See Val Kilmer feed psychedelic mushrooms to the crazed beast-people! See Aissa’s forbidden jungle dance! See the terrible white monster who lumbers across the sets in pancake makeup and Bea Arthur’s old caftans!
At the preview screening, somebody referred to this film as “The Island of Jeanne Moreau,” perhaps imagining it might have benefited from the presence of a diva like Moreau. As it happens, the comment was unnecessary – Marlon Brando, who makes his first appearance looking like Bea Arthur, with troweled-on pancake makeup and an elaborate extended veil, out-divas all the divas of recent memory. Fans of low camp will find much to love in this brainless potboiler; others are hereby warned.
The Island of Dr. Moreau is based on the hoary (1896) H.G. Wells novel about a scientist who, like Dr. Frankenstein, exhibits standard mad scientist hubris by conducting gene-splicing experiments that result in a community of half-human, half-beast creatures. Brando plays the Nobel Prize-winning Moreau, assisted by mesmerizing hunk Val Kilmer as Montgomery, a former neurosurgeon turned drugged-out jailer for the beast people. In a gratuitous swipe at groups like PETA, we’re told that Moreau was driven out of the United States by “animal rights activists” to an obscure South Pacific island to conduct his research.
The film opens with what appears to be the rescue of shipwrecked Edward Douglas (David Thewlis) near Moreau’s island. His savior, Montgomery, exhibits bizarre behavior from the outset, brutally killing a rabbit in front of him and then locking him in his room. We learn that Montgomery’s real function is to try to keep a lid on the beast people – using psychedelic mushrooms, sedatives, and a handy remote-controlled implant that sends them into spasms when they begin to act according to their increasingly violent natures. And Douglas has been kidnapped, not saved, in order to provide DNA that will save a woman from being taken over by her beast-self.[PIC: Brando]At the center of this fragile kingdom is Brando as Moreau, a waddling behemoth who spends most of his time dressing in ornate, flowing caftans and matching do-rags and playing piano duets with a sort of homunculus figure who wears identical outfits. We never see this ballooned-up drag queen doing any actual research; with more costume changes than a Lana Turner movie, he’s obviously too busy choosing his gowns. He has little interaction with the other characters, even the beast-people “children” he keeps in his house as servants. He has a beautiful “daughter” Aissa (Fairuza Balk) who catches the fancy of the island’s new guest, but she’s plagued by the same problem as the other beast-people; the poor dear is reverting to her animal origins.
It’s possible to ignore the creaky plot here and toy with the subtexts, of which there are plenty. More interesting than the obvious religious angle – Moreau as God, the beast-people as spiritually inchoate humanity – The Island of Dr. Moreau can be read as a racial parable, with Moreau the ultimate White Man (right down to that pancake) capriciously creating and dominating a little fiefdom of “people of color,” whose existence he can easily end with a push of the button. Moreau’s “plantation” even has its “house niggers,” a slightly better-treated group of three “sons” and one “daughter” who are permitted to personally attend him. And attend him they do – in one scene, he squeals with mock horror when Aissa massages his fat shoulders too hard. Moreau’s island also doubles as a Third World country being exploited by the First World – with the inevitable revolt by those who are sick of being so used.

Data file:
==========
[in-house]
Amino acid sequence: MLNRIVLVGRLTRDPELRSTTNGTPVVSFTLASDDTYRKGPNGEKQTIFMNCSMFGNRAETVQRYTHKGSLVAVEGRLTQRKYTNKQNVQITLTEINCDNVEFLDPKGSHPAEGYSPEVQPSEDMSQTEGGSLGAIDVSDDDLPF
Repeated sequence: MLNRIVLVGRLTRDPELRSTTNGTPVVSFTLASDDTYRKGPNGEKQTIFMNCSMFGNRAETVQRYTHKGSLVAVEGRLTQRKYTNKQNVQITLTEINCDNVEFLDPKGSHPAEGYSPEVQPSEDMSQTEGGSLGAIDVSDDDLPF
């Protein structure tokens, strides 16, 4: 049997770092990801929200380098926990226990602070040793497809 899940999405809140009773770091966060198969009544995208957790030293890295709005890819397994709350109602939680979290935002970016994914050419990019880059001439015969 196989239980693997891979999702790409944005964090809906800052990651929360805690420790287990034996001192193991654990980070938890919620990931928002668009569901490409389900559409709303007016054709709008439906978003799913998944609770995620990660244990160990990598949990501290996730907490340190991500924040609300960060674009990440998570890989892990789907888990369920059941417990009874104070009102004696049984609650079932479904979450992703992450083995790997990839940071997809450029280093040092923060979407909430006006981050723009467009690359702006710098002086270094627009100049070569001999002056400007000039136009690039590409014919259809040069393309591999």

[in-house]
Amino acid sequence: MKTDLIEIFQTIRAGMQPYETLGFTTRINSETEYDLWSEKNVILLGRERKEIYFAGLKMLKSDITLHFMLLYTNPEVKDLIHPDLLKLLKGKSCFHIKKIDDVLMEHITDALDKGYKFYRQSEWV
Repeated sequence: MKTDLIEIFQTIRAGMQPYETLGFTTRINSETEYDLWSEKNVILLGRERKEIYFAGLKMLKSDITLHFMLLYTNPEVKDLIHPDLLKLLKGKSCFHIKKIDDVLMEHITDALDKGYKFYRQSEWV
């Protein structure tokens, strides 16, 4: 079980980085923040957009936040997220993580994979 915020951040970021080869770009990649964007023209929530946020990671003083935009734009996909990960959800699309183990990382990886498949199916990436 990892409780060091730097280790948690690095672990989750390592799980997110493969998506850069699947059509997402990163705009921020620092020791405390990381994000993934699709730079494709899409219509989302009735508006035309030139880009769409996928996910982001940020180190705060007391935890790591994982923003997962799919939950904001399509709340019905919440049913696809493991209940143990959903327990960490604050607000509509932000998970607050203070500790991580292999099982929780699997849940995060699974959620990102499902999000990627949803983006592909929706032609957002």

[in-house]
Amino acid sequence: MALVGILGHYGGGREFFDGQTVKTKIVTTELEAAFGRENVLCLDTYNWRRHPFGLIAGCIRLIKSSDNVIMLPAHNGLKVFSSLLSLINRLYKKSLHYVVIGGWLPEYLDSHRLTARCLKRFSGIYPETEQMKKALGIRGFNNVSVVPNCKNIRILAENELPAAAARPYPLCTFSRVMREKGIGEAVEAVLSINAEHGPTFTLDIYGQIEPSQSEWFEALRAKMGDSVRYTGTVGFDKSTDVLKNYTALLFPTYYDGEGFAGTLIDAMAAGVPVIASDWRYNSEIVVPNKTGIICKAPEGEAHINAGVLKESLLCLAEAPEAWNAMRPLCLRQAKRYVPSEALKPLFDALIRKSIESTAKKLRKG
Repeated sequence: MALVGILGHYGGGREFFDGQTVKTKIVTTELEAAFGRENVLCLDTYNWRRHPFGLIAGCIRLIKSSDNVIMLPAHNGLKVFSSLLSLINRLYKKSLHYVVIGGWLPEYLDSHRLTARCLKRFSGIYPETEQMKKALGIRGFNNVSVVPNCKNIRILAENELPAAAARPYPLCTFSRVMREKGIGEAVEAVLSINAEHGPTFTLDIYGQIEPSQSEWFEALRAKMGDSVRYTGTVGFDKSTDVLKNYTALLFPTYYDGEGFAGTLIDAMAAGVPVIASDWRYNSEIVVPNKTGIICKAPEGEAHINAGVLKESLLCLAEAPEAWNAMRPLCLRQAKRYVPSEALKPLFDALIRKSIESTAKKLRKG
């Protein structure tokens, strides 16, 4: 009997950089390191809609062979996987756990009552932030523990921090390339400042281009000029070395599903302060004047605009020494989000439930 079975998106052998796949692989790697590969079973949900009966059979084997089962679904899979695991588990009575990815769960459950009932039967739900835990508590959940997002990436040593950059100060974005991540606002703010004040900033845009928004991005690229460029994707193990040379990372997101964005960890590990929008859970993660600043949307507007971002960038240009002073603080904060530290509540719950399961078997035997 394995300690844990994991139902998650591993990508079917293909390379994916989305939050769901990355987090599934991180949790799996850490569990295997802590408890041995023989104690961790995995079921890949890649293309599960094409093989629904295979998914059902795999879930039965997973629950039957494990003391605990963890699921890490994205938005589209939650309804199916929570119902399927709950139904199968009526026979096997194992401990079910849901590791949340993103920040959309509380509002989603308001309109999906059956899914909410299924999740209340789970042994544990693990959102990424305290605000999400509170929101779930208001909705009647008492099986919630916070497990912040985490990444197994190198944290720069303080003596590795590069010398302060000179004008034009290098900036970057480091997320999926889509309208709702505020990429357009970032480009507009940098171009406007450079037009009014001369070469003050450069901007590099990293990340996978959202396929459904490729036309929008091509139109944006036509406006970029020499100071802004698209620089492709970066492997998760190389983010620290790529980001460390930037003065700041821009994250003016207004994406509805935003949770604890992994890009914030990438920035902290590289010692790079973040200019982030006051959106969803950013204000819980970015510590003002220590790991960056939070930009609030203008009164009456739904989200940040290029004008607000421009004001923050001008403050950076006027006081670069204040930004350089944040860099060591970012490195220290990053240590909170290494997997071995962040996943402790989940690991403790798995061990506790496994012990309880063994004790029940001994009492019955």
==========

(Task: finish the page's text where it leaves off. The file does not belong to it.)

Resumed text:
Subtext allows subversion, and Moreau is certainly subverted, if not trashed, by its camp subtext. The apparently extreme tensions between three killer egos – Brando, Kilmer, and director John Frankenheimer – are evident in the performances. The two actors, in spite of having almost no screen time together, seem to be desperately vying for the camp crown. Brando’s mincing fashion show and Truman Capote-like complaints about the jungle heat are equalled by the sight of a drugged-out Kilmer in femme lounge-wear and white bandana that looks like it came from Joan Crawford’s closet. Kilmer’s scenes with David Thewlis have an unmistakably seductive element, with Kilmer constantly invading the latter’s “personal space” by conducting conversations an inch away from his nose. Kilmer – as fantastically alluring and extremely fuckable as the young Brando – obviously realized how hopeless this project was and, like Brando, decided to consciously undermine it using the time-tested strategy of camp.
Attempts to update the story with references to Jimi Hendrix and mushrooms and animal activism and gene-splicing only serve to emphasize how archaic the story is. On the other hand, Brando’s “big-gal” savoir faire in showing off the jungle’s haute couture could launch him on a new career as a model for Calvin Klein. We hear he’s looking for the “unusual.”